April 7, 2010, Updated September 13, 2012

It already has FDA approval for facial tightening and studies indicate that an Israeli company’s new cosmetic treatment device is safer, less painful, and more effective long-term.



The Endymed Pro console. Company founders claim it offers less pain and improved safety over traditional procedures.

When people want a youthful complexion these days, they often turn to Radio Frequency (RF), a relatively new cosmetic procedure that can tighten the skin, treat cellulite, remove scars and stretch marks and even treat acne.

While it’s no doubt a safer option than surgery, the less invasive RF treatment can still be painful and lead to burns, putting off many prospective clients. Now an Israeli company, Endymed, hopes to change all that with a new device that it claims can make RF-Based cosmetic procedures safer, more effective and less painful.

RF treatment works by generating a wave of electrons that cause frictional heating of tissue. Unlike laser surgery, which only affects the top layers of the skin, RF energy (in use for years in cardiological and neurological procedures) is able to penetrate deeper to reach the interior dermis and subcutaneous layers, achieving tightening and improvements to the underlying tissue structure, as well as contracting and renewing the collagen.

The problem is, however, that not all RF is created equal, Uzi Blumensohn, CEO of Endymed tells ISRAEL21c. There are two main techniques in use today, the first – monopolar heat delivery – aims a single electrode deep into the skin, often causing overheating and pain; the second – biopolar heat delivery – uses two electrodes but due to safety considerations can only penetrate the top layers of skin, requiring longer treatment periods.

“The two main [RF] techniques of delivering heat to the underlying skin leave much to be desired,” says Blumensohn. Both first and second generations of these RF technologies “either penetrate deeper into the tissue, which is painful and might result in surface or subsurface burns, or deliver heat very superficially, limiting their beneficial effect,” he claims.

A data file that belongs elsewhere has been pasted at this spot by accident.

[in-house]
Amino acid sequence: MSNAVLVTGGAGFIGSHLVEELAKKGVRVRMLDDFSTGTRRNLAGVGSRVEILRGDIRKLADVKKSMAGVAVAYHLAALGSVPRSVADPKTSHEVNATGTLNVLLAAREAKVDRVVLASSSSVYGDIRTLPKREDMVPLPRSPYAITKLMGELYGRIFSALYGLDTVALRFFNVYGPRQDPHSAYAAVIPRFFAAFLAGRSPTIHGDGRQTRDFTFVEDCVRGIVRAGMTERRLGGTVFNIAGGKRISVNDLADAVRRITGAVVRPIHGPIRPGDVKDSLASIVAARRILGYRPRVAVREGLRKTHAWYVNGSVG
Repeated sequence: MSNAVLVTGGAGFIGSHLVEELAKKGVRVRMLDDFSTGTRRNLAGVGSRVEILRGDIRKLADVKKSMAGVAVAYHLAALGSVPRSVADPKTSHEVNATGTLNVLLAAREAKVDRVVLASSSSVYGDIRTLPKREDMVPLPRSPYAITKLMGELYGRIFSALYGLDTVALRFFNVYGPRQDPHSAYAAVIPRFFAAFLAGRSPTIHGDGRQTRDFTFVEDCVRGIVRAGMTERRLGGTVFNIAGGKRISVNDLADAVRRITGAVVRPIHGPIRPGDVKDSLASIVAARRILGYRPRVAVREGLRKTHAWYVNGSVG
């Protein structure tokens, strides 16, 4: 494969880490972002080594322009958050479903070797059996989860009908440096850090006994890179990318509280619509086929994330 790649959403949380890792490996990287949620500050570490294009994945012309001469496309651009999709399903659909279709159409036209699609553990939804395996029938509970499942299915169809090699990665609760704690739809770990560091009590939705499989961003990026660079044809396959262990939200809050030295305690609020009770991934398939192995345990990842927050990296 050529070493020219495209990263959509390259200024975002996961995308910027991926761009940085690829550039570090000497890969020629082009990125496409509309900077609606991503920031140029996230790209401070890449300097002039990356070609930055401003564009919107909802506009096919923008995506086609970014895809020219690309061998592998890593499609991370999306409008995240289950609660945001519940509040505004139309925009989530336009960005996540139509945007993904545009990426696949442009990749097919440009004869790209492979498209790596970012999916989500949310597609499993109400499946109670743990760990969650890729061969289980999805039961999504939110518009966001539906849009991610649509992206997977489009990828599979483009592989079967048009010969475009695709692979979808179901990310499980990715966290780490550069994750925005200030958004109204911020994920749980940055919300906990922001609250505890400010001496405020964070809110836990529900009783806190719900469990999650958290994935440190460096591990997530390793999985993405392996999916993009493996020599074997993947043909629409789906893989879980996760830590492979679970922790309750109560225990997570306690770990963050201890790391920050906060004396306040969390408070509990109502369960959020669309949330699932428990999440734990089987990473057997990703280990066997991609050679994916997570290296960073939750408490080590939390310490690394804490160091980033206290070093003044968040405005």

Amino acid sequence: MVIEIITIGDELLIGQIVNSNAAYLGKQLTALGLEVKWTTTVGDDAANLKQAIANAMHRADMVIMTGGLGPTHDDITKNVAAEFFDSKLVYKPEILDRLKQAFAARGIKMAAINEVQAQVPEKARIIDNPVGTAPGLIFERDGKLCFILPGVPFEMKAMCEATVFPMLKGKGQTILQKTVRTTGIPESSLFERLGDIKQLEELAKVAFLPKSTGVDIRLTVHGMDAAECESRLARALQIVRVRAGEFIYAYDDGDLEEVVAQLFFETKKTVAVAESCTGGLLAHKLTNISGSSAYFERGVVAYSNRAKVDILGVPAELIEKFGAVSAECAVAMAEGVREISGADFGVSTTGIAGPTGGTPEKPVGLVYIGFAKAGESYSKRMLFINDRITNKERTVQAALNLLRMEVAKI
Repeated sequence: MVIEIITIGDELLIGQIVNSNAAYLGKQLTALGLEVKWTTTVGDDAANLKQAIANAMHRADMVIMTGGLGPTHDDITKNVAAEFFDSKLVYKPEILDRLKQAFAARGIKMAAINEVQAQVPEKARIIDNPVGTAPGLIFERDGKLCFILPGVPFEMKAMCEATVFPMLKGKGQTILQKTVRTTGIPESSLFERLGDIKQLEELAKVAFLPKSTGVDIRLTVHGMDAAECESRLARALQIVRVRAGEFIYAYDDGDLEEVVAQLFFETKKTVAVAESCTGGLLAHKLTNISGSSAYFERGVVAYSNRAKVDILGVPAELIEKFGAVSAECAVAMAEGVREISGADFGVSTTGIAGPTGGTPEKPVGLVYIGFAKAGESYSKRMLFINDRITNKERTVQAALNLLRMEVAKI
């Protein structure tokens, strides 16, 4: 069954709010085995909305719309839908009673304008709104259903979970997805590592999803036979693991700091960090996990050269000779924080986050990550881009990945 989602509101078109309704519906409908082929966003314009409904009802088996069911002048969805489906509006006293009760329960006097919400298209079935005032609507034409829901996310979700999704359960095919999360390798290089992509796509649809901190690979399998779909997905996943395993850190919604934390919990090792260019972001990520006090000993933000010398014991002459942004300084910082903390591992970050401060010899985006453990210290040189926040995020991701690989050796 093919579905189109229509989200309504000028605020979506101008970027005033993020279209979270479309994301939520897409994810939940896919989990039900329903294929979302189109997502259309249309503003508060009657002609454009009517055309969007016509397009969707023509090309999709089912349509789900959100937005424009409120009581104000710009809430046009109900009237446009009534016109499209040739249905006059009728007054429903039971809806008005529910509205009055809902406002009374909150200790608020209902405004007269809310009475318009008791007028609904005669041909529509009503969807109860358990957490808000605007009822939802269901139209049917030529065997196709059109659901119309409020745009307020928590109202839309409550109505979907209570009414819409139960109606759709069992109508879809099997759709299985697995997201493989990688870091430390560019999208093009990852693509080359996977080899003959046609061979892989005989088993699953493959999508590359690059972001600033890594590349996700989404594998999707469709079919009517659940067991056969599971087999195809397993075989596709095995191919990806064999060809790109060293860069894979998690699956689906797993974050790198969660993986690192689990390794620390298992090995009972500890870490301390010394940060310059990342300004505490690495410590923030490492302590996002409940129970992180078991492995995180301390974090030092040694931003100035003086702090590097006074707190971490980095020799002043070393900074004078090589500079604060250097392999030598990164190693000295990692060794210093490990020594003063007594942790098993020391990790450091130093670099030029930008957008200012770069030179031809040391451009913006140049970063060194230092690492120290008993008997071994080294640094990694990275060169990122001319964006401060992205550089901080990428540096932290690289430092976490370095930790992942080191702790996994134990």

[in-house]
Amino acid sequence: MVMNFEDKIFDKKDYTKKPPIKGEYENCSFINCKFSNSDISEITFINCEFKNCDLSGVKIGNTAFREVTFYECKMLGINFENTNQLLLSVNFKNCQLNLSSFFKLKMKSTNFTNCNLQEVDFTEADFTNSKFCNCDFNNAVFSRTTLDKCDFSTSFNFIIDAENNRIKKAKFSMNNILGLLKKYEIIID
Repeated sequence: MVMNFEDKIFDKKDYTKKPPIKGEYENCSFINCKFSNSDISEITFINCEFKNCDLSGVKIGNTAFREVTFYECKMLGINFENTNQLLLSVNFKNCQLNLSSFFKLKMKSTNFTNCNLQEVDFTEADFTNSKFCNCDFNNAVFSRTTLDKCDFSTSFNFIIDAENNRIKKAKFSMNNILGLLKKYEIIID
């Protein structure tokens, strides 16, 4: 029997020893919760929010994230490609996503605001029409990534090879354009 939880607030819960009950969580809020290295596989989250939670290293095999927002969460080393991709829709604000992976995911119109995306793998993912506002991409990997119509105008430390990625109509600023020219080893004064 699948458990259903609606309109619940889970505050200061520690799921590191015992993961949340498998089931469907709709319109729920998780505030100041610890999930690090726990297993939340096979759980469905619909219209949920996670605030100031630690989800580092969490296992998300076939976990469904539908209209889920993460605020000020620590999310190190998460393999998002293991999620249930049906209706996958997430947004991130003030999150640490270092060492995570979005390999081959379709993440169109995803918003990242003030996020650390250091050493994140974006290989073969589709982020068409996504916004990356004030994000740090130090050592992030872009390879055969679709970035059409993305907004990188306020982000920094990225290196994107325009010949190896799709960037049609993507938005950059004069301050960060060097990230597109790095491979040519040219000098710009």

Multiple energy sources for controlled delivery

That’s where the Endymed innovation comes in. Endymed’s 3Deep technology uses multiple energy sources that interact to provide controlled delivery of energy to the various skin levels. By playing off the different RF energy levels to create a thermal pattern that’s strong enough to make the desired changes, the patient isn’t hurt, says Blumensohn, who claims that Endymed is the only solution in use today that employs selective, phase-controlled heat delivery.

Using an array of electrodes and a sophisticated algorithm to manipulate the energy phases, the Endymed Pro Console can penetrate far deeper than bipolar devices – as deep as nine millimeters into the skin – while adeptly controlling the level and precision of the heat, claims Blumensohn.

“The multiple electrical fields created repel each other, leading to the ideal combination of energy directed to a deeper skin layer,” he says. “The repelling forces between adjacent electromagnetic fields drive energy vertically into the target tissue, reducing the amount of energy flowing through skin surface and alleviating the need for cooling.”

In addition to its effectiveness, Blumensohn claims the Endymed device is the safest RF system on the market. While other systems rely on a technician’s judgment to halt the flow of energy, the Endymed system constantly checks the amount of heat it generates, and shuts itself off if things get too hot – or if the device loses contact with the skin.

Safety at the core

Safety, in fact, is one of the main reasons the Endymed device was created by company founders Yoram Harth, Endymed’s chief medical officer, and Daniel Lischinsky, head of R&D at the company. Both Harth and Lischinsky have years of experience in the aesthetic medicine market, and both came to realize that patients were having a hard time.

“There’s a great deal of potential in the market, but we realized that many patients were staying away because of the pain involved,” says Blumensohn. The Endymed device was designed specifically to help those patients – and others – he says.

The console comes with hand pieces for use specifically on the face, neck, arms and knees, “each specifically engineered to ensure maximum comfort, safety and effectiveness, Blumensohn says. In addition, studies carried out for the FDA indicate that the device is not only safer, but it’s more effective long term; somehow, the heat combination that the Endymed device produces “keeps” longer, so patients can go longer periods between return treatments than they can with other RF systems.

The console received FDA approval for use in facial tightening a few months ago, after receiving European CE approval for all its functions. Currently, the system is being used throughout Europe and the Far East for face tightening and body contouring (reducing cellulite levels). In the US, it is distributed by Eclipsemed, probably the biggest distributor of high-tech aesthetic devices in the States. Blumensohn tells ISRAEL21c that the company expects soon to receive additional FDA approvals for use of the device in body contouring.

Currently funded by investments from Israel’s Medica 3 Venture Fund (Opal Ventures), Blumensohn believe the Caesarea-based company will be able to begin turning a profit within the next couple of years and will continue to grow.

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Jason Harris

Jason Harris

Executive Director

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